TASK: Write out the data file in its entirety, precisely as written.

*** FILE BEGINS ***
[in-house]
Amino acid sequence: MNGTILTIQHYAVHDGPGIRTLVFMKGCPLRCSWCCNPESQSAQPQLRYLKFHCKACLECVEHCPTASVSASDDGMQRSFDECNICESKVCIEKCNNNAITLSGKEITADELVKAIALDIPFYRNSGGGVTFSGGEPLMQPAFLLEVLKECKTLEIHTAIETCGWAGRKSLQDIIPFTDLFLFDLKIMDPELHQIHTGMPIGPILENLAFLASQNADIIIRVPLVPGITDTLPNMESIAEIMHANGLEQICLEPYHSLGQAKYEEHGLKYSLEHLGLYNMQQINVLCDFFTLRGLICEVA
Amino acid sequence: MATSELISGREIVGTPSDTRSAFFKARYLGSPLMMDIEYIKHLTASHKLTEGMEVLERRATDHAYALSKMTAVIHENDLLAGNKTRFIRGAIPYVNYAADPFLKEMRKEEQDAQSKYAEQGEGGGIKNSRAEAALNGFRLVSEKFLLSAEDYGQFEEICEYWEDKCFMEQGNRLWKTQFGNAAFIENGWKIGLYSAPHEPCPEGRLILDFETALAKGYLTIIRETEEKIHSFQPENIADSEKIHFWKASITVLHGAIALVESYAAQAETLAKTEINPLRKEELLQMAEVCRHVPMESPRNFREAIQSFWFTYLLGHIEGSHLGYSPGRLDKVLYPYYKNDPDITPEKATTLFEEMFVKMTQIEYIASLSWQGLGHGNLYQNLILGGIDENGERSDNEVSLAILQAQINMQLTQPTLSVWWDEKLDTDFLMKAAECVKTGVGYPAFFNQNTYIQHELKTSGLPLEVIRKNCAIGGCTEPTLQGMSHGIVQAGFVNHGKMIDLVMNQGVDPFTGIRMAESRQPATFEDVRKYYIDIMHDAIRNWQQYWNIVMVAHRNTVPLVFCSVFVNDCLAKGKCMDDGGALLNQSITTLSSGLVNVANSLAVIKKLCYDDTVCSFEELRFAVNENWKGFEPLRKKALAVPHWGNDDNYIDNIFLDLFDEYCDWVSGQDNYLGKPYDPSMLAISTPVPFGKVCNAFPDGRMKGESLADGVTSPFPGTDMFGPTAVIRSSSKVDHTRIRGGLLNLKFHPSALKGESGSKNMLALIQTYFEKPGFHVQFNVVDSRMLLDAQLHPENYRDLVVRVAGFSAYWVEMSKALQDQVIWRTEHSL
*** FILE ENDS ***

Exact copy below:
[in-house]
Amino acid sequence: MNGTILTIQHYAVHDGPGIRTLVFMKGCPLRCSWCCNPESQSAQPQLRYLKFHCKACLECVEHCPTASVSASDDGMQRSFDECNICESKVCIEKCNNNAITLSGKEITADELVKAIALDIPFYRNSGGGVTFSGGEPLMQPAFLLEVLKECKTLEIHTAIETCGWAGRKSLQDIIPFTDLFLFDLKIMDPELHQIHTGMPIGPILENLAFLASQNADIIIRVPLVPGITDTLPNMESIAEIMHANGLEQICLEPYHSLGQAKYEEHGLKYSLEHLGLYNMQQINVLCDFFTLRGLICEVA
Amino acid sequence: MATSELISGREIVGTPSDTRSAFFKARYLGSPLMMDIEYIKHLTASHKLTEGMEVLERRATDHAYALSKMTAVIHENDLLAGNKTRFIRGAIPYVNYAADPFLKEMRKEEQDAQSKYAEQGEGGGIKNSRAEAALNGFRLVSEKFLLSAEDYGQFEEICEYWEDKCFMEQGNRLWKTQFGNAAFIENGWKIGLYSAPHEPCPEGRLILDFETALAKGYLTIIRETEEKIHSFQPENIADSEKIHFWKASITVLHGAIALVESYAAQAETLAKTEINPLRKEELLQMAEVCRHVPMESPRNFREAIQSFWFTYLLGHIEGSHLGYSPGRLDKVLYPYYKNDPDITPEKATTLFEEMFVKMTQIEYIASLSWQGLGHGNLYQNLILGGIDENGERSDNEVSLAILQAQINMQLTQPTLSVWWDEKLDTDFLMKAAECVKTGVGYPAFFNQNTYIQHELKTSGLPLEVIRKNCAIGGCTEPTLQGMSHGIVQAGFVNHGKMIDLVMNQGVDPFTGIRMAESRQPATFEDVRKYYIDIMHDAIRNWQQYWNIVMVAHRNTVPLVFCSVFVNDCLAKGKCMDDGGALLNQSITTLSSGLVNVANSLAVIKKLCYDDTVCSFEELRFAVNENWKGFEPLRKKALAVPHWGNDDNYIDNIFLDLFDEYCDWVSGQDNYLGKPYDPSMLAISTPVPFGKVCNAFPDGRMKGESLADGVTSPFPGTDMFGPTAVIRSSSKVDHTRIRGGLLNLKFHPSALKGESGSKNMLALIQTYFEKPGFHVQFNVVDSRMLLDAQLHPENYRDLVVRVAGFSAYWVEMSKALQDQVIWRTEHSL